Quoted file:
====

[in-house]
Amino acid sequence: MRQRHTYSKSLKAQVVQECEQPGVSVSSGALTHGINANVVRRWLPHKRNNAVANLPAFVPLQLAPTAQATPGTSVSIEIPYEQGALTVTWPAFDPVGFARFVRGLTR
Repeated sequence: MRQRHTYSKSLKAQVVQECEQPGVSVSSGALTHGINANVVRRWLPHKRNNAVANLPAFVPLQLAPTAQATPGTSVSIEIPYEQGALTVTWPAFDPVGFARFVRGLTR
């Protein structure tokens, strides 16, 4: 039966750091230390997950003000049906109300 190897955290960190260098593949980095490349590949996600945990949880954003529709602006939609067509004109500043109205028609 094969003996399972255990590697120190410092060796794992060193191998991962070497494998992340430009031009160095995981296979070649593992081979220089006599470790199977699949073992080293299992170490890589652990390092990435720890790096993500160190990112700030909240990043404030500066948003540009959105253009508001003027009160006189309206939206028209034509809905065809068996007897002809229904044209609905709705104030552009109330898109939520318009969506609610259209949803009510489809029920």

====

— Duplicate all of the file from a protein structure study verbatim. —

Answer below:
[in-house]
Amino acid sequence: MRQRHTYSKSLKAQVVQECEQPGVSVSSGALTHGINANVVRRWLPHKRNNAVANLPAFVPLQLAPTAQATPGTSVSIEIPYEQGALTVTWPAFDPVGFARFVRGLTR
Repeated sequence: MRQRHTYSKSLKAQVVQECEQPGVSVSSGALTHGINANVVRRWLPHKRNNAVANLPAFVPLQLAPTAQATPGTSVSIEIPYEQGALTVTWPAFDPVGFARFVRGLTR
């Protein structure tokens, strides 16, 4: 039966750091230390997950003000049906109300 190897955290960190260098593949980095490349590949996600945990949880954003529709602006939609067509004109500043109205028609 094969003996399972255990590697120190410092060796794992060193191998991962070497494998992340430009031009160095995981296979070649593992081979220089006599470790199977699949073992080293299992170490890589652990390092990435720890790096993500160190990112700030909240990043404030500066948003540009959105253009508001003027009160006189309206939206028209034509809905065809068996007897002809229904044209609905709705104030552009109330898109939520318009969506609610259209949803009510489809029920």